Biden concedes Americans are “really, really down” as recession fears loom
Biden concedes Americans are “really, really down” as recession fears loom
U.S. President Joe Biden has conceded that the American people are “really, really down” amid volatility in the economy, surging gasoline prices that are hitting family budgets, and having dealt with the deadliest coronavirus outbreak in the world.

TEHRAN (Iran News) –  U.S. President Joe Biden has conceded that the American people are “really, really down” amid volatility in the economy, surging gasoline prices that are hitting family budgets, and having dealt with the deadliest coronavirus outbreak in the world.

“They’re really down,” Biden said, “the need for mental health in America, it has skyrocketed because people have seen everything upset. Everything they’ve counted on upset.”

The U.S. President claims “that most of it is the consequence of what’s happened, what happened as a consequence of the Covid crisis.”

Economists argue financial difficulties facing many households is the number one problem Americans are experiencing right now with a possible recession on the horizon.

Although wages are rising in the U.S., they are nowhere near rising as fast as inflation.

With soaring inflation, the Fed resorted to desperate measures on Wednesday and increased its benchmark interest rate to 0.75 percentage-point, the largest hike since 1994.

Experts say the shadow of a recession is hanging over the United States. Lower-income and vulnerable Americans are especially the ones who get most hurt by a recession because they tend to be the first fired from their jobs when the economy slows.

Biden outlined some of the hard choices he has faced, claiming the U.S. needed to stand up to Russia for its military operation in Ukraine, not the first time the U.S. President has used Russia for problems back home.

Many analysts argue the Biden administration’s refusal to positively respond to Russia’s security guarantees months before Moscow’s military operation in Ukraine would have prevented the crisis in Eastern Europe.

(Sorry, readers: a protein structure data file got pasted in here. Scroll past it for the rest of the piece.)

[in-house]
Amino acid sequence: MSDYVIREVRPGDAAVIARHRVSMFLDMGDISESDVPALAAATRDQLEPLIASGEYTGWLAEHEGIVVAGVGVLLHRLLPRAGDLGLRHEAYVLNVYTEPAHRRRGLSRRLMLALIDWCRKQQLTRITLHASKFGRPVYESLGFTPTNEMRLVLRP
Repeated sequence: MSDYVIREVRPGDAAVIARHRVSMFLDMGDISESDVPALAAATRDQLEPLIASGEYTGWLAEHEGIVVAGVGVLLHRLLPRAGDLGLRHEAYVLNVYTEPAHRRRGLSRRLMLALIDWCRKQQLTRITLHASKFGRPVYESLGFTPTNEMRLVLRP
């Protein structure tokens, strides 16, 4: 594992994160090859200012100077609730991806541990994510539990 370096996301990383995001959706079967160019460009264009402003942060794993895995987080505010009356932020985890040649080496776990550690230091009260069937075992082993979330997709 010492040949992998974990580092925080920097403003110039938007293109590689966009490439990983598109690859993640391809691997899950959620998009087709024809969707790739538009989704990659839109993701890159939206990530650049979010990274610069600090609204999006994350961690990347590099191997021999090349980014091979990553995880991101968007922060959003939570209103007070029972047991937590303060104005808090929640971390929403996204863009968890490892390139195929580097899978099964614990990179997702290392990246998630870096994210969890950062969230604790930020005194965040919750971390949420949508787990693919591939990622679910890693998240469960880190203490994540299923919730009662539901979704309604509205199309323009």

Instead, the U.S.-led NATO military alliance chose to continue its eastward expansion toward Russian borders, a decision that triggered Moscow to demand security guarantees, which the Kremlin ultimately did not receive.

The ensuing unprecedented sanctions imposed by the U.S. and its Western allies, as a result of Russia’s military operation, have led to gas prices to sky rocket back home in America; creating a real political risk for Biden and the Democrats during an election year for both the house and senate.

Asked why he ordered the sanctions against Russia that have disrupted food and energy markets globally in addition to increasing gas prices, Biden alleged that he made his calculation as “commander in chief” rather than as a “politician”.

As a result, nationally, gas now costs an average of $5 per gallon, close to $2 higher than a year ago. In California, a gallon of gas now costs more than $6, up from just over $4 a year ago.

Biden has pleaded with oil companies to increase production after the West’s ban on Russian oil but to no avail. The U.S. President has also summoned top oil executives to the White House to discuss ways they can “work with my administration to bring forward concrete, near-term solutions that address the crisis”.

But with little competition among U.S. oil companies, observers say the top oil executives are likely to cash in the profits instead of expanding production.

While many economies around the world are taking a hit, one of the most unique factors in the U.S. is that hugely-profitable corporations with significant market power are using inflation as a cover for raising their prices.

Oil and gas giants are the classic example and they are making record profits.

In the first quarter of 2022, Chevron’s profits more than quadrupled from the first quarter of 2021, while ExxonMobil’s profits more than doubled despite taking a $3.4 billion hit for cutting its business with Russia.